Starting from the established research of feminist literary critics such as Nancy K. Miller (The Heroine's Text: Readings in the French and English Novel, 1980), Joan DeJean (Tender Geographies: Women and the Origins of the Novel in France, 1991), Dena Goodman (The Republic of Letters: A Cultural History of the French Enlightenment, 1994), and continuing with Joan Landes’ Feminism, the public and the private, 1998 or Janice Radway’s seminal Reading the Romance (1998) to the more recent studies of Suellen Diaconoff, (Through the reading glass. Women, books and sex in the French Enlightenment, 2005), Cathrine J. Golden (İmages of the Woman Reader in Victorian British and American Fiction, 2003), Jaqueline Pearson (Women’s Reading in Britain, 1750-1835. A dangerous recreation, 2005) a.s.o., consistent research on women’s reading and writing practices up to the 19th century has virtually created a new field in contemporary literary studies. What these studies have in common seems to be the analysis of the stasis of the reading subject in intimate relationship with the book, women’s reading and writing as a private sphere matter, as well as the anxieties clustered around the power of reading and writing to affect women’s emotions.
The Department of Cultural Studies at the Faculty of Foreign Languages and Literatures and The Institute for Intercultural Studies and Research at Dimitrie Cantemir University, Bucharest, are pleased to announce the international conference Rethinking intimacy: representations, scenes and scenarios of intimacy in women’s reading and writing (1700s to 1900s), taking place within the series of annual NEWW conferences (New approaches to European Women’s Writing), which intends to contribute to the developing field of women’s literary historiography, beyond the mainstream cultures, towards the fringes of Europe and beyond. The conference will be focusing on scenarios of intimacy, examining the role and influence of intimacy on the history of women’s reading and writing practices and more specifically question the way in which women, supposed to be actors in these scenarios, may have handled them. We will be exploring both recent developments in the area of intimacy in écriture féminine, and the links between intimacy and the experience of home landing to the feminist movement/emancipation (as most of the research carried so far has been focused on French and Anglo-American cultures), as well as cross-cultural encounters of intimacy scenarios and their possible outcomes.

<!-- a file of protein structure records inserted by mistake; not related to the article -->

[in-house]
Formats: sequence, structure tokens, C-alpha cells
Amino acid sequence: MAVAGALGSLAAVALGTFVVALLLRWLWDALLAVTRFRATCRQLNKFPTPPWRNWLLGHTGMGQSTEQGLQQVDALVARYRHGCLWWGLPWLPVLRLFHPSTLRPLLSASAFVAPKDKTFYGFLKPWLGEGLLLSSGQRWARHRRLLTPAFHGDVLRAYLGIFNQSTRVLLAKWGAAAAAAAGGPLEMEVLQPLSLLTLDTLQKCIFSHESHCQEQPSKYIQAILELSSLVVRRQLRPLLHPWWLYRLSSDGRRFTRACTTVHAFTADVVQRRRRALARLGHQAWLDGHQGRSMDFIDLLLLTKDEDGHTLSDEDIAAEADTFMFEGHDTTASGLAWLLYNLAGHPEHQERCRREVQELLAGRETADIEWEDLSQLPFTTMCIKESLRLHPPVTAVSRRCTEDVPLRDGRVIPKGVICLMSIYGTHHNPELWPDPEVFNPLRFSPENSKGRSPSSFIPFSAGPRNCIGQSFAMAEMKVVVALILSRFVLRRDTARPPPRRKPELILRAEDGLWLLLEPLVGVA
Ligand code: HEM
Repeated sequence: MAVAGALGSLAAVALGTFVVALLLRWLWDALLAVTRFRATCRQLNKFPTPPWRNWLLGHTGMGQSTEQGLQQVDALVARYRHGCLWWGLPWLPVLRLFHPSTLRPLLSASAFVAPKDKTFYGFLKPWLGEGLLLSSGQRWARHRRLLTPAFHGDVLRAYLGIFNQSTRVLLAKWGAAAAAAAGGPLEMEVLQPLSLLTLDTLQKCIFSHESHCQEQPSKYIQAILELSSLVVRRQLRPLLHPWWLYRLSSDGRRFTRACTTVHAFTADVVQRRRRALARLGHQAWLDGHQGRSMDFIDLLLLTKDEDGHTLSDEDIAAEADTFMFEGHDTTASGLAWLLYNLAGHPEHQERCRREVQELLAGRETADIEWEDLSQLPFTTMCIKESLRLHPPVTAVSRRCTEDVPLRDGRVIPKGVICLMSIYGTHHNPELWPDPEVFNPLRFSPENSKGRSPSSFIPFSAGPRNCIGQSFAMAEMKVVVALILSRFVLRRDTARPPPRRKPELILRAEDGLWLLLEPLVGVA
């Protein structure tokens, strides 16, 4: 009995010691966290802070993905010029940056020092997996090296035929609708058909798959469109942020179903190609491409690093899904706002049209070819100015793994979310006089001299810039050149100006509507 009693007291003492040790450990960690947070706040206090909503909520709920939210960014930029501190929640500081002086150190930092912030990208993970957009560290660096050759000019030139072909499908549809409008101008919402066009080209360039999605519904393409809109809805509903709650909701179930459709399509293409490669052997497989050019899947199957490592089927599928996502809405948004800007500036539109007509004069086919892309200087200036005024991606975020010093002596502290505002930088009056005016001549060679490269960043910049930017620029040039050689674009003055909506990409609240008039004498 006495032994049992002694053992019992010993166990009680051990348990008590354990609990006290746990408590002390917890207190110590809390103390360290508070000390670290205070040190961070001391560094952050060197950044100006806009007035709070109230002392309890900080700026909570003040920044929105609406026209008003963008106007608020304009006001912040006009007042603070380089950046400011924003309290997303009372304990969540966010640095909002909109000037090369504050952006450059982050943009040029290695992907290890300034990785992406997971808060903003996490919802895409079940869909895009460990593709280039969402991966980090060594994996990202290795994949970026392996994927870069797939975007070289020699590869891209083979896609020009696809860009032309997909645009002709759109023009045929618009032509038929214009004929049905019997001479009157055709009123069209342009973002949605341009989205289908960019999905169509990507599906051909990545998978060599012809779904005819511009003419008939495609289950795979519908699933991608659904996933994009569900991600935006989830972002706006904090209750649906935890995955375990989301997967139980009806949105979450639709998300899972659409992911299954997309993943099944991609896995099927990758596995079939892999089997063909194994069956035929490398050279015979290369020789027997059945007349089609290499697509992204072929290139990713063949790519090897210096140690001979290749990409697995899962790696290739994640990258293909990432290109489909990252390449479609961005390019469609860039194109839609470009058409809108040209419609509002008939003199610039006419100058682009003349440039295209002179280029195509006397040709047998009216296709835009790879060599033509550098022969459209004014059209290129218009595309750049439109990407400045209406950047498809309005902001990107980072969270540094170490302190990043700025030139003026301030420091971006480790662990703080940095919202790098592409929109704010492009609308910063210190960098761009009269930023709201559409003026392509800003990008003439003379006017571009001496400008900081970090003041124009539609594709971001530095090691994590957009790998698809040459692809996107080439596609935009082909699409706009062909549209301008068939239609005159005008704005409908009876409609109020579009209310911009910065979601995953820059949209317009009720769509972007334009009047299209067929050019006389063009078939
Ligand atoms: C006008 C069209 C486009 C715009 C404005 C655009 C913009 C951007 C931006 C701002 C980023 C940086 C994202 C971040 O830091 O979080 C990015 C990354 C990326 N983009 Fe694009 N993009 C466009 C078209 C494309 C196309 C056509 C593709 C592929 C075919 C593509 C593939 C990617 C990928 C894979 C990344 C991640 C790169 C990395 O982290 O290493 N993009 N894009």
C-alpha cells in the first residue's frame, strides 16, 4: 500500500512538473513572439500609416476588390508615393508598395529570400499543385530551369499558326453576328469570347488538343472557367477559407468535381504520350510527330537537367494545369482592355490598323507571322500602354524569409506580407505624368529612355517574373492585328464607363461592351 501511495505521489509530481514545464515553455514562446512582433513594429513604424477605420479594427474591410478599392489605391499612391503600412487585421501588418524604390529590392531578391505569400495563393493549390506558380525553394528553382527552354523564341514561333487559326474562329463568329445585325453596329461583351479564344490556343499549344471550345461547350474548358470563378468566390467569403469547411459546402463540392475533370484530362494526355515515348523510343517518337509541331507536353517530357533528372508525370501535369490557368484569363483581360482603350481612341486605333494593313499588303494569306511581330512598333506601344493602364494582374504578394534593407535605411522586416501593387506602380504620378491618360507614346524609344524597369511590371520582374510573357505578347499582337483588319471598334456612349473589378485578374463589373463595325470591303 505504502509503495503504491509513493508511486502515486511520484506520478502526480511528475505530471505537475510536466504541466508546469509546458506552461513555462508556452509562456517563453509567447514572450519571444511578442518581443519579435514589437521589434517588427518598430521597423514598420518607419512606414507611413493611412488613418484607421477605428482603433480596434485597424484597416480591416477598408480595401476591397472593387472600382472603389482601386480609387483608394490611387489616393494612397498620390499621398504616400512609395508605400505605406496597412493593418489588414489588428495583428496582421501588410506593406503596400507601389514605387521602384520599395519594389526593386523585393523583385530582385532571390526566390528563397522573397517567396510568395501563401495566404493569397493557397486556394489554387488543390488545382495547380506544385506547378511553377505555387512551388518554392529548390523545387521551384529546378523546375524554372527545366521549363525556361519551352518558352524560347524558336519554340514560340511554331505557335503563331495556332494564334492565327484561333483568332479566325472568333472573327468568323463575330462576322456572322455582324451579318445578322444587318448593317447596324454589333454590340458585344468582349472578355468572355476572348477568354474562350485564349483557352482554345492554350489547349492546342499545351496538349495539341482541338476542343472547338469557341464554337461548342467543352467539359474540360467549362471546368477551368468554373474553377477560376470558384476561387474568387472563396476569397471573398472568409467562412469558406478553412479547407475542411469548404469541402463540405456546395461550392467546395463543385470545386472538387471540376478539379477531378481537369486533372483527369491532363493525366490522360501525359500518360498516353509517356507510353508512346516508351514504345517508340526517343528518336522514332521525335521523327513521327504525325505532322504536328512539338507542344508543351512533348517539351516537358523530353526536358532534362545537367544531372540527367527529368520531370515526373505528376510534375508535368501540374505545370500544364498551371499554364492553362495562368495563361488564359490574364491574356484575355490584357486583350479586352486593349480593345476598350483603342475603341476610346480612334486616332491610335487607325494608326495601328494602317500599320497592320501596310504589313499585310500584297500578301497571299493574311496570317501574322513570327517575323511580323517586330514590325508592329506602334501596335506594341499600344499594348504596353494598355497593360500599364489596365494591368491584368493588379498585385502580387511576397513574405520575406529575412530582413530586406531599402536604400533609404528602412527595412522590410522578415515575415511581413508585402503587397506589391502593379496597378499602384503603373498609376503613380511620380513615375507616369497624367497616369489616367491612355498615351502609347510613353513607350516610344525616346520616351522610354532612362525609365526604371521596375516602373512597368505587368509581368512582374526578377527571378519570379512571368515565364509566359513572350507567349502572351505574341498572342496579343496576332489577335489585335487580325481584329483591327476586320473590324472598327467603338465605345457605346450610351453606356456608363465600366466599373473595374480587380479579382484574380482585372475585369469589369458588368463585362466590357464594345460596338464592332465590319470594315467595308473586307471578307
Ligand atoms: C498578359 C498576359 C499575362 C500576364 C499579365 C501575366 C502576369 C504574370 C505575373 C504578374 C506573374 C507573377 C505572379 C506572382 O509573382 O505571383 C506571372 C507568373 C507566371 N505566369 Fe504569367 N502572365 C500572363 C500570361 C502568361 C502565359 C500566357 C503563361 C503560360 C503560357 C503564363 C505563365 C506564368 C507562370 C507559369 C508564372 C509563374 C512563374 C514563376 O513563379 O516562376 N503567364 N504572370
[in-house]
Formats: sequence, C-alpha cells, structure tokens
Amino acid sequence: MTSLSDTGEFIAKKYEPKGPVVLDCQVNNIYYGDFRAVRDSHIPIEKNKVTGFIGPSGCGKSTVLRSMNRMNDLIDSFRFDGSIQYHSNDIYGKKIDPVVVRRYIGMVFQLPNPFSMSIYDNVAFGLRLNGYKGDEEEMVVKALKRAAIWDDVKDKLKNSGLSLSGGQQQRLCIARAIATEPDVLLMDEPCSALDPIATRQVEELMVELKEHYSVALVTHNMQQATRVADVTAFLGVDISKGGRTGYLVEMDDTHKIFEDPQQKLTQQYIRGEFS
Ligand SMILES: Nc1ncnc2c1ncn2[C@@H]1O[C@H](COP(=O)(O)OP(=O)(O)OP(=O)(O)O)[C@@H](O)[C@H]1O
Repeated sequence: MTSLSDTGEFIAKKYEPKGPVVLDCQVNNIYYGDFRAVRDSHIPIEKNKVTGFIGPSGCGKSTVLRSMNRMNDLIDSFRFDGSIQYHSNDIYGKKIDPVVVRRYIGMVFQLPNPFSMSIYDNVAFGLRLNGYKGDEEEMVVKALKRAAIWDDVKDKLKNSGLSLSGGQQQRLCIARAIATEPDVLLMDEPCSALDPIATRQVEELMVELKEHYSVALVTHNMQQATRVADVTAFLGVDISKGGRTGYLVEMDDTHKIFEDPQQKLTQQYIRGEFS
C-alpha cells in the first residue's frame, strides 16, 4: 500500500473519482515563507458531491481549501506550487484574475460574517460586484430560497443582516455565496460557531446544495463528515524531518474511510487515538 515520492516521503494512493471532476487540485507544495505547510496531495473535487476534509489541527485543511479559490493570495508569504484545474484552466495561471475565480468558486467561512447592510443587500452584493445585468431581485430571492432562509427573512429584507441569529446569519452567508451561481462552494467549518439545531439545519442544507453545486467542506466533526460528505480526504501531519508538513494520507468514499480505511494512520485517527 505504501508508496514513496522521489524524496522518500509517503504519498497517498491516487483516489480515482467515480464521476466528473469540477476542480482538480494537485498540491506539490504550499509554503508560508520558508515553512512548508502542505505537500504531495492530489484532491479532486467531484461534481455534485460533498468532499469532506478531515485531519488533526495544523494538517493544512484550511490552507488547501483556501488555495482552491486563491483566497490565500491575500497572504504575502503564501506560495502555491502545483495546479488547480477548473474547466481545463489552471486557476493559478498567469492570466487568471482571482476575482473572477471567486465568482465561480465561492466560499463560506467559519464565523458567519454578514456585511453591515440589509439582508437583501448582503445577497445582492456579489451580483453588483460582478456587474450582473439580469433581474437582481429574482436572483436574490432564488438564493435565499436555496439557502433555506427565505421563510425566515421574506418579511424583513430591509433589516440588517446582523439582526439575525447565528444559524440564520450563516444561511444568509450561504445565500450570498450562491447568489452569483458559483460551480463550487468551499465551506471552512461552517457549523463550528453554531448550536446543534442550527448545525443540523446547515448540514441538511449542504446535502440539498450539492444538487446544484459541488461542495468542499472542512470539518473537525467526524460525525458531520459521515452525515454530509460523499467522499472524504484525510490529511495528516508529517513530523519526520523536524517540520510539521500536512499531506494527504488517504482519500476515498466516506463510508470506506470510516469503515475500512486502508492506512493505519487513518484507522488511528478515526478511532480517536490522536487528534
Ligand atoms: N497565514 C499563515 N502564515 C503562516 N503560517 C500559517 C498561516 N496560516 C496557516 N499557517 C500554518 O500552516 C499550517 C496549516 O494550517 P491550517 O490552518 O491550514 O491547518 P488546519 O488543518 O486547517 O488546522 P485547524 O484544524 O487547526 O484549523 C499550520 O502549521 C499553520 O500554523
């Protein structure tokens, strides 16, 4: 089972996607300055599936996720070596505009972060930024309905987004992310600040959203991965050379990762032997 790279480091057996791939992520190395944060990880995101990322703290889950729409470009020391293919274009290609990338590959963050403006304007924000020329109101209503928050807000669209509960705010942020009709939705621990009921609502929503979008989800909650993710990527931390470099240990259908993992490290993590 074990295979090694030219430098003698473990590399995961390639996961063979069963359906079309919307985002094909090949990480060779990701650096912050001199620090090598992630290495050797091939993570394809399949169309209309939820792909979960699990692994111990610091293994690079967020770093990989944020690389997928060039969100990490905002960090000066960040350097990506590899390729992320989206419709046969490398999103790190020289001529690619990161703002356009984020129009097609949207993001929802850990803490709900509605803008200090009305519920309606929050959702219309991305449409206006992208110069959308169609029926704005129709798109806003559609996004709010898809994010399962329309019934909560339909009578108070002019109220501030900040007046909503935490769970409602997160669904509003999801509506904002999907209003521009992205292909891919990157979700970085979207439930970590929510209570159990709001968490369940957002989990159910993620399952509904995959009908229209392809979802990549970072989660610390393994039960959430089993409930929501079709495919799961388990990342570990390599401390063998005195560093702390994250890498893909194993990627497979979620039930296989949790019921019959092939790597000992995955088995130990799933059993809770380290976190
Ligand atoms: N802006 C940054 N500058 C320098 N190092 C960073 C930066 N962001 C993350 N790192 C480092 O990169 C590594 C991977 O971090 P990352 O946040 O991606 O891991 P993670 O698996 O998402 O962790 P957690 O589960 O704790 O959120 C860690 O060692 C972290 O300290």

Within the above, proposals may focus on topics such as (but are not limited to):
- ways in which readers (both compatriots and those representing different cultures) were reacting to intimacy
- writing/reading on intimacy as love, eros and lust.
- Women writing on and being written by intimacy.
- Intimacy as affection (confidentiality inwardness, communion) and association (camaraderie, communion, togetherness, fellowship).
- Anti-intimacy: enmity, hatred, ignorance, incompatibility, estrangement, indiscretion.
- Beyond intimacy: the culture of divorce and adultery
- Importing/exporting intimacy mannerisms
- intimacy and spatiality
We invite proposals for individual papers, panels (3-4 papers) or interactive sessions. Both English and French papers are welcome. Abstracts should have a maximum length of 300 words and should also contain first and last name of presenter, title of proposed presentation, institutional affiliation (if applicable), mailing address and email address.
For a panel proposal please include a summary of the session in addition to the individual abstracts, with a maximum length of 300 words.
The conference languages will be English and French.
Conference fee: 60 eur
Proposals must be received no later than 15th of June 2016 and should be addressed to:
Carmen Dutu: firstname.lastname@example.org
Papers will be reviewed by members of the programme committee. Selected conference papers will be published in the form of articles in an edited volume.
Dr. Carmen Dutu, Dimitrie Cantemir University, Bucharest
Dr. Ramona Mihaila, Dimitrie Cantemir University, Bucharest
Dr. Alis Zaharia, Dimitrie Cantemir University, Bucharest
Dr. Carmen Dutu